Functional and physical competition between phospholamban and its mutants provides insight into the molecular mechanism of gene therapy for heart failure

Elizabeth L. Lockamy, Razvan L Cornea, Christine B Karim, David D Thomas

Research output: Contribution to journalArticlepeer-review

22 Scopus citations

Abstract

We have used functional co-reconstitution of purified sarcoplasmic reticulum (SR) Ca2+-ATPase (SERCA) with phospholamban (PLB), its inhibitor in the heart, to test the hypothesis that loss-of-function (LOF) PLB mutants (PLBM) can compete with wild-type PLB (PLBW) to relieve SERCA inhibition. Co-reconstitution at varying PLB-to-SERCA ratios was conducted using synthetic PLBW, gain-of-function mutant I40A, or LOF mutants S16E (phosphorylation mimic) or L31A. Inhibitory potency was defined as the fractional increase in KCa, measured from the Ca2+-dependence of ATPase activity. At saturating PLB, the inhibitory potency of I40A was about three times that of PLBW, while the potency of each of the LOF PLBM was about one third that of PLBW. However, there was no significant variation in the apparent SERCA affinity for these four PLB variants. When SERCA was co-reconstituted with mixtures of PLBW and LOF PLBM, inhibitory potency was reduced relative to that of PLBW alone. Furthermore, FRET between donor-labeled SERCA and acceptor-labeled PLBW was decreased by both (unlabeled) LOF PLBM. These results show that LOF PLBM can compete both physically and functionally with PLBW, provide a rational explanation for the partial success of S16E-based gene therapy in animal models of heart failure, and establish a powerful platform for designing and testing more effective PLBM targeted for gene therapy of heart failure in humans.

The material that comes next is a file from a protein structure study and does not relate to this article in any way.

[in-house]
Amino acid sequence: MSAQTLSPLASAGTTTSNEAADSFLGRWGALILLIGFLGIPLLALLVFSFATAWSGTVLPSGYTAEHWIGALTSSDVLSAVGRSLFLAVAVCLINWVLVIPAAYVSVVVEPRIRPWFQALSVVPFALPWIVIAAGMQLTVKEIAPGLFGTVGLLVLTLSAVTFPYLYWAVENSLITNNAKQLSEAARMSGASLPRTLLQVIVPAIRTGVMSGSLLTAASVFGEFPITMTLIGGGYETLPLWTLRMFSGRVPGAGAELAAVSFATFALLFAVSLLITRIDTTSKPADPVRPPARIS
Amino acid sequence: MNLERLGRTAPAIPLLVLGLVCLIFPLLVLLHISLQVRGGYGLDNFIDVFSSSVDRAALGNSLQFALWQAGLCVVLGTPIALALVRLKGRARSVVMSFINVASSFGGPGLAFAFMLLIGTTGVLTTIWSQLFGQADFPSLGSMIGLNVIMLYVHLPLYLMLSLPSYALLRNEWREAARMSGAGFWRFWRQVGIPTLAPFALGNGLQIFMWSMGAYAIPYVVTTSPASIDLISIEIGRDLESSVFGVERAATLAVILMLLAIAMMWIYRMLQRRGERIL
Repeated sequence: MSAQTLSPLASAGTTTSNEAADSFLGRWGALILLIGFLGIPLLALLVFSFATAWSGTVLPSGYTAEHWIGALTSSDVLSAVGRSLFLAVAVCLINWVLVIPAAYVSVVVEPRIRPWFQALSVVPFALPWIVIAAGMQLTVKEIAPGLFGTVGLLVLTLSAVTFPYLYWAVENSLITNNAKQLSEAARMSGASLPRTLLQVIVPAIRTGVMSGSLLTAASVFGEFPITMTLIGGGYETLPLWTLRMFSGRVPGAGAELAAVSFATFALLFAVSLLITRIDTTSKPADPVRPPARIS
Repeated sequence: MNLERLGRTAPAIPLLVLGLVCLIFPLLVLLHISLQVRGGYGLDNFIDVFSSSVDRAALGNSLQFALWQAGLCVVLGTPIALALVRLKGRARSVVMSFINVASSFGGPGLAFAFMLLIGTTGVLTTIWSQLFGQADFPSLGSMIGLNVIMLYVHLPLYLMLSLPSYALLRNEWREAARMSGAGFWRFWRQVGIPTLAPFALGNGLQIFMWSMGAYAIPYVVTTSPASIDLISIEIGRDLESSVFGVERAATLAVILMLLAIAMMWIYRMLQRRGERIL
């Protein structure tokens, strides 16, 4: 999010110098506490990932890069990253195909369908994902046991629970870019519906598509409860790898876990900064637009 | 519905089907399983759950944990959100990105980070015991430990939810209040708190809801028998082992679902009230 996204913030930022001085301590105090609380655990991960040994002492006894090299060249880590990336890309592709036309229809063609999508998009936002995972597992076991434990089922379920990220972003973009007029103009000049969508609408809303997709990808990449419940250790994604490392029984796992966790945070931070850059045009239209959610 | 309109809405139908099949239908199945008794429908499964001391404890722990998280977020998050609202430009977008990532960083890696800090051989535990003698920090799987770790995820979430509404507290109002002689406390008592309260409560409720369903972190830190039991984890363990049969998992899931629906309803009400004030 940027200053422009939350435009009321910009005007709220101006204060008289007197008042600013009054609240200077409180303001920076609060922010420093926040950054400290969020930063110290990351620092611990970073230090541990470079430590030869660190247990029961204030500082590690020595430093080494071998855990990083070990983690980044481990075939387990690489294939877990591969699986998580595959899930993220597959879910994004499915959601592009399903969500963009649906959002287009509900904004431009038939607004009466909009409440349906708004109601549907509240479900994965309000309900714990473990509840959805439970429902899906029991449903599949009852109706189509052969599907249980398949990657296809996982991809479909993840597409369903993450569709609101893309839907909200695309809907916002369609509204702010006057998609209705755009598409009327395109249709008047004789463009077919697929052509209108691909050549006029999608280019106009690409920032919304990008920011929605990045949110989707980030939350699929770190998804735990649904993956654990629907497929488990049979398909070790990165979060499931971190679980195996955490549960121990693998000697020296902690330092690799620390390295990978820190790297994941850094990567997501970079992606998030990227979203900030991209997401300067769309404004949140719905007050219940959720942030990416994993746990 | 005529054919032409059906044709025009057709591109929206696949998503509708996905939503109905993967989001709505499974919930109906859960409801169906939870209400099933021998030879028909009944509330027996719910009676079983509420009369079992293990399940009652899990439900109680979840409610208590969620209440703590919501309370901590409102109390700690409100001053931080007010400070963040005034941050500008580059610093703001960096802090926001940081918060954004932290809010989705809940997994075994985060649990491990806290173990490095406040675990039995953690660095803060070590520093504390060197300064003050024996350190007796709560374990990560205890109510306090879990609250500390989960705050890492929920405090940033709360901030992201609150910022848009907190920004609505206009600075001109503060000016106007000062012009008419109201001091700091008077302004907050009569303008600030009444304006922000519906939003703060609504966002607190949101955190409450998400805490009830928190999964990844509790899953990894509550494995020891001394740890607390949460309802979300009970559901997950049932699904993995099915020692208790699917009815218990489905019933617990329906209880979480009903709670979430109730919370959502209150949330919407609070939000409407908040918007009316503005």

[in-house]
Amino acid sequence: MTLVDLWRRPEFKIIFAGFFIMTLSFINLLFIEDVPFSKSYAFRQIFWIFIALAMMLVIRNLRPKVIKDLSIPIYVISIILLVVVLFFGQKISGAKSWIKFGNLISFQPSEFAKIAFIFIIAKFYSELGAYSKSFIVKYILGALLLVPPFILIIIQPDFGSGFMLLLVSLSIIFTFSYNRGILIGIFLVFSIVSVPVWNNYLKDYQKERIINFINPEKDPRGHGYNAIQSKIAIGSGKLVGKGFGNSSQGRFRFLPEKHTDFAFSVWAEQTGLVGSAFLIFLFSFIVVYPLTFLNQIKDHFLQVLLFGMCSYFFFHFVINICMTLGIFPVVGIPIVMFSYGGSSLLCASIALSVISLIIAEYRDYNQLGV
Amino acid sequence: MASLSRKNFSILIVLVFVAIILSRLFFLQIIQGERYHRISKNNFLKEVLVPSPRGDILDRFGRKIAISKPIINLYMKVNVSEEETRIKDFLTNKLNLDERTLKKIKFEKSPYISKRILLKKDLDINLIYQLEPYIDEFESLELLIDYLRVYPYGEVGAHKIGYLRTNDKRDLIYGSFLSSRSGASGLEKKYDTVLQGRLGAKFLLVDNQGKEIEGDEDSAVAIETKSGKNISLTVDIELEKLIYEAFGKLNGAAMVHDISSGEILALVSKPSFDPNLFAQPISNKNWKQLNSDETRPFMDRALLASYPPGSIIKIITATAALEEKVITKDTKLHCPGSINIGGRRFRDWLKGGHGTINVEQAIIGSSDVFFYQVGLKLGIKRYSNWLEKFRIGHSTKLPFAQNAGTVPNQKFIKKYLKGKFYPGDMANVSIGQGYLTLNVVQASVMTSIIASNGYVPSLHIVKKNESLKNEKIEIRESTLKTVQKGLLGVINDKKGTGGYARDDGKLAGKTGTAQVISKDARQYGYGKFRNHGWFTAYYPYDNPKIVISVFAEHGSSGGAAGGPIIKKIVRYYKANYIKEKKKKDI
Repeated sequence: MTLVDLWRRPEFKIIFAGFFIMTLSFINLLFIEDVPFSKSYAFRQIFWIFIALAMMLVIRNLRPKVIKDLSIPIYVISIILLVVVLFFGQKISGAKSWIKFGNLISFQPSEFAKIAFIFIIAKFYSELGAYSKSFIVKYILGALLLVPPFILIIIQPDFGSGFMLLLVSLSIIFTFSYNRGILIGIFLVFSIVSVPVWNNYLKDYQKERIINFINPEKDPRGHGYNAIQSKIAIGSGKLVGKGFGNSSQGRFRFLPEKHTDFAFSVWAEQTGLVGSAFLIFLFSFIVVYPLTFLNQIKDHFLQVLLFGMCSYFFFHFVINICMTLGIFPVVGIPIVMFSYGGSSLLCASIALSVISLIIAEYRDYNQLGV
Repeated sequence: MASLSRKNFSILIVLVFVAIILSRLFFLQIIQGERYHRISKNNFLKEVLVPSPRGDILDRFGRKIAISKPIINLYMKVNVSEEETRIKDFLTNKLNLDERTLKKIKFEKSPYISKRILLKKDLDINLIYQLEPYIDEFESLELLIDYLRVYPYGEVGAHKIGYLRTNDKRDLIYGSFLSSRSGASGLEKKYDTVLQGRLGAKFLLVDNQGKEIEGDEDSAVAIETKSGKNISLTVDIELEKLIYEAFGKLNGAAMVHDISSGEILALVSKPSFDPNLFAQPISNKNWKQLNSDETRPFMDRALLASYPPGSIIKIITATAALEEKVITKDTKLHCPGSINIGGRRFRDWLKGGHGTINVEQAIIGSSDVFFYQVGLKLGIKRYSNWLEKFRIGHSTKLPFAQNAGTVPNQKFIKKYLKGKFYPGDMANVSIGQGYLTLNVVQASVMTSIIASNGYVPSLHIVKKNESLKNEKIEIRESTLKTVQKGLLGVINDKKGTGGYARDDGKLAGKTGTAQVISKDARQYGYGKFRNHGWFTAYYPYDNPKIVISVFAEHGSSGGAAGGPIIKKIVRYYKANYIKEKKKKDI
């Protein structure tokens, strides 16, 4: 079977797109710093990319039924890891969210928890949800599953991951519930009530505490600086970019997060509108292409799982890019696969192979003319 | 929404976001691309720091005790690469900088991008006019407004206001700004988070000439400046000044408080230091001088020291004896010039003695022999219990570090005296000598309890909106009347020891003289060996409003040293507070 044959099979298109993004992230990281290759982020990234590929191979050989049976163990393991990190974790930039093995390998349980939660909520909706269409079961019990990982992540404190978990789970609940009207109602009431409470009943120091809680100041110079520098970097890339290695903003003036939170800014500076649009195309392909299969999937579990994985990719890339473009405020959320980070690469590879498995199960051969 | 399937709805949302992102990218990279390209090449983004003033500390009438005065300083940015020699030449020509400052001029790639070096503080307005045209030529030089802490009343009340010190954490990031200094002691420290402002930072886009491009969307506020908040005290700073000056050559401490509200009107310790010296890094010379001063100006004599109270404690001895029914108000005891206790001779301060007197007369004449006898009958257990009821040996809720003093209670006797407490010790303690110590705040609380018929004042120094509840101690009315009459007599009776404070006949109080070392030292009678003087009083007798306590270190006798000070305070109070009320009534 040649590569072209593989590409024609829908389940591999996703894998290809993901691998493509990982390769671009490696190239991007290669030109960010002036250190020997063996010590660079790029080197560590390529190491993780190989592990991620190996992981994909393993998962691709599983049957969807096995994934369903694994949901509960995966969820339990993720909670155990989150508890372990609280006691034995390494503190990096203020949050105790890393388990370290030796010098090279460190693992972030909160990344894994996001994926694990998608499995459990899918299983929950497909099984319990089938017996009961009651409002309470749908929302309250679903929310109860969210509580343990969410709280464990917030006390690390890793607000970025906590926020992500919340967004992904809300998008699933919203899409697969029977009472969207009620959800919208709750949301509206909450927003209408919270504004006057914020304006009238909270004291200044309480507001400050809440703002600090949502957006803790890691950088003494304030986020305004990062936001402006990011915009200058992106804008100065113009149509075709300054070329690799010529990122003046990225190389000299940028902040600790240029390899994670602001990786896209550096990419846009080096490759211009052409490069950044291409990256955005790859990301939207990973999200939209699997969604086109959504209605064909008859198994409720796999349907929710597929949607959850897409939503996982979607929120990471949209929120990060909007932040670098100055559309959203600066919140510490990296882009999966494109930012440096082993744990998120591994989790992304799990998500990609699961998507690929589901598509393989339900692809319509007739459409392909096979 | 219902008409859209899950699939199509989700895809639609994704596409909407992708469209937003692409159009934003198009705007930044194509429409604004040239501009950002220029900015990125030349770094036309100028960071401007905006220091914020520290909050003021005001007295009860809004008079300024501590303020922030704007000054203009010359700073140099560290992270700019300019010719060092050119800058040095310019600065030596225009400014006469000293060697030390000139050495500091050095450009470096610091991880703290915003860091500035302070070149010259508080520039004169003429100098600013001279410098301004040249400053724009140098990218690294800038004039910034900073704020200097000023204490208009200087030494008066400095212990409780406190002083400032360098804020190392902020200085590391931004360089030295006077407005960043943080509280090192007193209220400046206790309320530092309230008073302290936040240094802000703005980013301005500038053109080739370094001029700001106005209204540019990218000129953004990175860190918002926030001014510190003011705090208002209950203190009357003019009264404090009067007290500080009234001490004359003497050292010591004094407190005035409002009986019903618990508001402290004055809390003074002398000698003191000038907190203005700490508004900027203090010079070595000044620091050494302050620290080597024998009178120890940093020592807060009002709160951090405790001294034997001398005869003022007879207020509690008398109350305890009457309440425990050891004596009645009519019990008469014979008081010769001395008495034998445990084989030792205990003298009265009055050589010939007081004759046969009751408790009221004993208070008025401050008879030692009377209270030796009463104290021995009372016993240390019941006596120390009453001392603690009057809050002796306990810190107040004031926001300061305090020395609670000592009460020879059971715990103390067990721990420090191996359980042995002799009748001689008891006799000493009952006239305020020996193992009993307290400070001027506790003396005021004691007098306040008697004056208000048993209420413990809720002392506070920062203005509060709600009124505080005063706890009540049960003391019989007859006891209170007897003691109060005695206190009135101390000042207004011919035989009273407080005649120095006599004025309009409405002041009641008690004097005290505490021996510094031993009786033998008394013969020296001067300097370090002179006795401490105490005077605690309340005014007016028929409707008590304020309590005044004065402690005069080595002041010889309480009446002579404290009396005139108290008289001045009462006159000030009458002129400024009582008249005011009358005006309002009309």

Original languageEnglish (US)
Pages (from-to)388-392
Number of pages5
JournalBiochemical and Biophysical Research Communications
Volume408
Issue number3
DOIs
StatePublished - May 13 2011

Bibliographical note

Funding Information:
This work was supported, in part, by a grant to D.D.T. ( NIH GM27906 ). E.L.L. was supported by NIH Chemical Biology Training Grant ( NIH GM870008 ), followed by a predoctoral fellowship from the American Heart Association (Midwest Affiliate 0815604G).

Keywords

  • Ca-ATPase
  • Fluorescence resonance energy transfer
  • SERCA

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